The Train Journey

I waited for the train on the platform. Jostling for space, I put down my bags next to me where I could keep an eye on them. Nasal, disembodied voices on the Public Address system informed the passengers about the arrivals and departures. The evening was cool, but the crowd made me feel uncomfortable. I was anxious as I was to appear for an interview the next day, which would decide the direction my career would take.

I noticed her as soon as she came to stand near me. Apparently, she was to board the same train. Cropped hair, a T-shirt and jeans with a backpack.

When the train came screeching in, we clambered on. She was in the same compartment as I. She settled her luggage which was not much. There was only one bag other than her backpack.

In the train compartment, there was murmured conversation. People settled down. I could hear a child wailing in the distance. There was a clank of the wheels and the train chugged along. As the day turned to dusk, I felt dreamy, cocooned in a world of my own. It felt as if we are travelling through time itself. It was dark outside and all the world was in that compartment. Nothing mattered but the present moment.

In a while, the Ticket Checker came. People stirred, looking in their pockets or luggage for their tickets. They extended their arms with the scraps of paper for the Ticket Checker to examine. And then, the Checker told the girl that her ticket was invalid and that she had to get down at the next station. She was stunned. But it seemed that there really had been a mistake. She was travelling one day before her schedule. She had mixed up the dates!

Now her nonchalant look turned to panic. She cajoled, pleaded, begged to be allowed to continue her journey. Everybody was sympathetic, including the Ticket Checker. He promised to do all he could to help her. The girl looked suitably grateful.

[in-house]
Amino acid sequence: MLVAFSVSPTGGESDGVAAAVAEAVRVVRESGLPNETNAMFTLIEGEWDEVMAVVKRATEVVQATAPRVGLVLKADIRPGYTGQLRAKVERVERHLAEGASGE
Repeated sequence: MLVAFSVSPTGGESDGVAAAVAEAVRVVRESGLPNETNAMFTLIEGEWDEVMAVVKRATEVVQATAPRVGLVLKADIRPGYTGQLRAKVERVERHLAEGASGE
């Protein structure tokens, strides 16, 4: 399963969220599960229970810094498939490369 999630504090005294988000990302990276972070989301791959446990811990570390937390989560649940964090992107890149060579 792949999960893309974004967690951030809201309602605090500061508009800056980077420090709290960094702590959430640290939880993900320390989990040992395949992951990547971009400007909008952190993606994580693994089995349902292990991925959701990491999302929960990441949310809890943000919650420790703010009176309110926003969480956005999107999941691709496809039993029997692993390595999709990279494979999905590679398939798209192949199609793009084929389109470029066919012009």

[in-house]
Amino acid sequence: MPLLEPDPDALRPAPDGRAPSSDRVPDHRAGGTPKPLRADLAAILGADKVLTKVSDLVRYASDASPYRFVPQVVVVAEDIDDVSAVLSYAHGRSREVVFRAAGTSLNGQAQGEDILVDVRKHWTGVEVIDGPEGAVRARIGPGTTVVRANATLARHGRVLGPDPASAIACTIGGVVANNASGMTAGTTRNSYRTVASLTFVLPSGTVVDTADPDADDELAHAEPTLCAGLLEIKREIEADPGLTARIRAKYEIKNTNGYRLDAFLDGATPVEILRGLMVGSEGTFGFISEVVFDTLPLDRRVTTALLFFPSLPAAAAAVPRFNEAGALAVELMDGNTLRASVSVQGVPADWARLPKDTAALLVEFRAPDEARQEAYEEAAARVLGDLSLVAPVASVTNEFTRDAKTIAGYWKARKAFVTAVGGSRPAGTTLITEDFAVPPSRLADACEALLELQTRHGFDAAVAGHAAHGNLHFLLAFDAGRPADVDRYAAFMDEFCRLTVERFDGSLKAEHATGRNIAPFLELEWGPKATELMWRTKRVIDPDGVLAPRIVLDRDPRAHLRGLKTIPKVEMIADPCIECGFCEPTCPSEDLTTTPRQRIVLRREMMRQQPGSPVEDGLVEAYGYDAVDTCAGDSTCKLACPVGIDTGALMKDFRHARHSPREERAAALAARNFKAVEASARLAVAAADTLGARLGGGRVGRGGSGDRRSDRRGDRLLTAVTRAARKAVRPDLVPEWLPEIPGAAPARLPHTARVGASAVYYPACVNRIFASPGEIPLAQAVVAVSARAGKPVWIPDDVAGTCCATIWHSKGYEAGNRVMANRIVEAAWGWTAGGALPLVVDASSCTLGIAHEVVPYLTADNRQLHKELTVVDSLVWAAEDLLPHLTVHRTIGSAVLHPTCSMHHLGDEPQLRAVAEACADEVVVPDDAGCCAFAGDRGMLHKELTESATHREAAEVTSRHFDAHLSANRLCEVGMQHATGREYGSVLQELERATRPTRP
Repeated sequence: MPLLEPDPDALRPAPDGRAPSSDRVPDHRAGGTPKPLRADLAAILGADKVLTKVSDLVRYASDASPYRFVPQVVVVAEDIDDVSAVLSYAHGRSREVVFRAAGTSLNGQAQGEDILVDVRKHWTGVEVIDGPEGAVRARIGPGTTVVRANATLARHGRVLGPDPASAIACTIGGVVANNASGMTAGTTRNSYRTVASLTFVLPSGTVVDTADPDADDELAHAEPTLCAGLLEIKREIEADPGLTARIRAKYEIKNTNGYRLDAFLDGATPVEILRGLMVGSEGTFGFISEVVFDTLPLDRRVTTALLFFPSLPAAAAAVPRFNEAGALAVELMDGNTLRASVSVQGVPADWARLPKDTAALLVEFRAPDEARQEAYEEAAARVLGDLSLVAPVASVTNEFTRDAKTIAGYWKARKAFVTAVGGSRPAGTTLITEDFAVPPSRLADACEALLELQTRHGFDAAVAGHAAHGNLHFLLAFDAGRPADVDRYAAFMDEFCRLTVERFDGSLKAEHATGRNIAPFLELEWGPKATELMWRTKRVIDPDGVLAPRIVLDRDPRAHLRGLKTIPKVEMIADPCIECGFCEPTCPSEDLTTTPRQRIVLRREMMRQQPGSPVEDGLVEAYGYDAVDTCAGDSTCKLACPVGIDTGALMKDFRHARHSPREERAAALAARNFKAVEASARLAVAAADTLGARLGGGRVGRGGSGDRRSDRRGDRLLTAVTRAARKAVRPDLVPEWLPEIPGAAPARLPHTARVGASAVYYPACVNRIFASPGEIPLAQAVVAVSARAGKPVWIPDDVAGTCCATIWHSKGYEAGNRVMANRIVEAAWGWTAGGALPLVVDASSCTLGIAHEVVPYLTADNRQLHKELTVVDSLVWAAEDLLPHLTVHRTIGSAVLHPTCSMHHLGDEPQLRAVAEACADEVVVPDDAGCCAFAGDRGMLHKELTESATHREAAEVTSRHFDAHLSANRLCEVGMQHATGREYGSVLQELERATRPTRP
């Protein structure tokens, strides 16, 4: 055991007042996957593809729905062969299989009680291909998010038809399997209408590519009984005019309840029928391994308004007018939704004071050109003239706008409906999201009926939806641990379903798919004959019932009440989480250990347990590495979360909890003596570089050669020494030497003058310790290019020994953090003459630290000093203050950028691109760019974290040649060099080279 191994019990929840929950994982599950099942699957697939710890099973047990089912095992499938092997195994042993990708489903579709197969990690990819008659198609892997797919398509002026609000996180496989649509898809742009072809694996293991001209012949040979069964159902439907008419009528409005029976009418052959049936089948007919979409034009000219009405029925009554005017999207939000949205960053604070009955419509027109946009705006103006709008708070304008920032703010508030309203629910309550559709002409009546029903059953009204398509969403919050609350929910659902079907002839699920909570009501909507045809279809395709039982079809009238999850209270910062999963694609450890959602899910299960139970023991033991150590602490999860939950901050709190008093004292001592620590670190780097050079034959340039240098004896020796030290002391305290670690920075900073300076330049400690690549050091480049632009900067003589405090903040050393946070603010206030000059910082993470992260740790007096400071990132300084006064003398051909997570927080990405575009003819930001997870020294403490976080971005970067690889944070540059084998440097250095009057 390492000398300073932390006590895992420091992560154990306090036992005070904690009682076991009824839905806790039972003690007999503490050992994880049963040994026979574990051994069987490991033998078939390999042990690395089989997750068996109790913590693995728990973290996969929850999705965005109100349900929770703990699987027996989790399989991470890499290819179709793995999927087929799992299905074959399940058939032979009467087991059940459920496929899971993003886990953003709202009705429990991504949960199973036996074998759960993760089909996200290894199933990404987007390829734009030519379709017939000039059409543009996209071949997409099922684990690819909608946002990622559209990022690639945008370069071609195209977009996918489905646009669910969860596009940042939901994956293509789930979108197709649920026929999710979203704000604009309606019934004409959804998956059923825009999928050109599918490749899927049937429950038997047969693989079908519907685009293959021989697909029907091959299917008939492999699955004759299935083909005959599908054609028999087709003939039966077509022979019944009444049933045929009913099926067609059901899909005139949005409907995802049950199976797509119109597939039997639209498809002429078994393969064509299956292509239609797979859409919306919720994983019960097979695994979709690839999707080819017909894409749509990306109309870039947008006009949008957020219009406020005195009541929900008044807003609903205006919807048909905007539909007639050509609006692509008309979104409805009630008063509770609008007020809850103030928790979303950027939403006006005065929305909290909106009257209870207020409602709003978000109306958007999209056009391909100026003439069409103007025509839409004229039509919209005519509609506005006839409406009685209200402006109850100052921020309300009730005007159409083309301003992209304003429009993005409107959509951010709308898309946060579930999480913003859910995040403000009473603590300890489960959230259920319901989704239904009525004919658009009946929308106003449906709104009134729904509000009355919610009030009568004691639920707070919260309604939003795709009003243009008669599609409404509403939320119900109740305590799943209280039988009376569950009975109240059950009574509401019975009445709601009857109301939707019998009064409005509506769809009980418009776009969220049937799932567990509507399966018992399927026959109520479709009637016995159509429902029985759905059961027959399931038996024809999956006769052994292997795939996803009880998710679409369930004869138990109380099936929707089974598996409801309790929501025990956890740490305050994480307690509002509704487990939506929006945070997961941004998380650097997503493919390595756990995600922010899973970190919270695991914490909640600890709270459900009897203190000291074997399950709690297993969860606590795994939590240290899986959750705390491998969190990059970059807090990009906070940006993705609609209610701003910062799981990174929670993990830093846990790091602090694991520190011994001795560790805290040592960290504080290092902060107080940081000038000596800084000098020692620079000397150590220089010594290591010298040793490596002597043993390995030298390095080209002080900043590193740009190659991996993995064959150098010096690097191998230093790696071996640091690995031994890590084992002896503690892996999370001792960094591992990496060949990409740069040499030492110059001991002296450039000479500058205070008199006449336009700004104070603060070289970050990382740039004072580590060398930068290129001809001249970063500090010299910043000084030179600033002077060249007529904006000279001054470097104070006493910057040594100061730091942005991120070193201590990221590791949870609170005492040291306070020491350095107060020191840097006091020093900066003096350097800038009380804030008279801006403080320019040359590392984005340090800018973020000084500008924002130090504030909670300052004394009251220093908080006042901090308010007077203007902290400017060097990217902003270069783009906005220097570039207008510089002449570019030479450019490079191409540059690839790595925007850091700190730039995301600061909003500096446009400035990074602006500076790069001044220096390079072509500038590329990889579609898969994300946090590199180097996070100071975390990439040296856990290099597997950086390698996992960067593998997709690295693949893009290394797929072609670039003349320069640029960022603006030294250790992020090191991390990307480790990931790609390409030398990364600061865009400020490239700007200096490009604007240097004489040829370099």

The passengers in the compartment waited along with her. She was offered food, drink and sympathy.

The Ticket Checker returned waving a new ticket. Some payment had to be made. She did that. He promised to return the balance before she alighted.

Relaxed, she started a conversation with others around her. I too talked to her of my present and future. My dreams and aspirations. Then we slept. The morning dawned clear and cold. We readied our baggage. We were soon to get down. The Ticket Checker appeared at the last moment with the balance he had to pay the girl. He expected gratitude but got a look of contempt. “Keep the change”, she said, waving him away.



  1. Thanks for sharing this. My feedback as a fellow Writing 101 student-
    What I like: “Nasal, disembodied voices on the Public Address system informed the passengers about the arrivals and departures.” Great sound. I can place myself in your story very easily.
    What I don’t like: I don’t get it. What’s the big deal about the ending. It’s almost too blunt to make sense in my opinion. Why should I care?
    The narrator in this story is only an observer. It would be more interesting if this narrator cared, expressed more of an emotion or relationship with this co-passenger. Does he want to get to know her? Is he disgusted with her? What is her reaction or interaction with him besides boarding with him and sitting there with a problem? And then maybe when the ending has a little bit more to it we care that she expresses no gratitude. My two cents.



    1. Thanks very much for the feedback. I understand now that the narrative lacks a connection with the reader. There is no voice. In fact, I sensed it as I wrote and really, I did not sleep well last night. I constantly rewrote it in my head.



  2. I liked the imagery, the narrator viewpoint. It could easily be developed into a story where there is interaction between the mixed up girl and the observer. My only criticism would be in the fourth paragraph where you slipped from past tense to present tense with the word “are” which should have been “were.” Keep writing. You have the imagination and the right tools.



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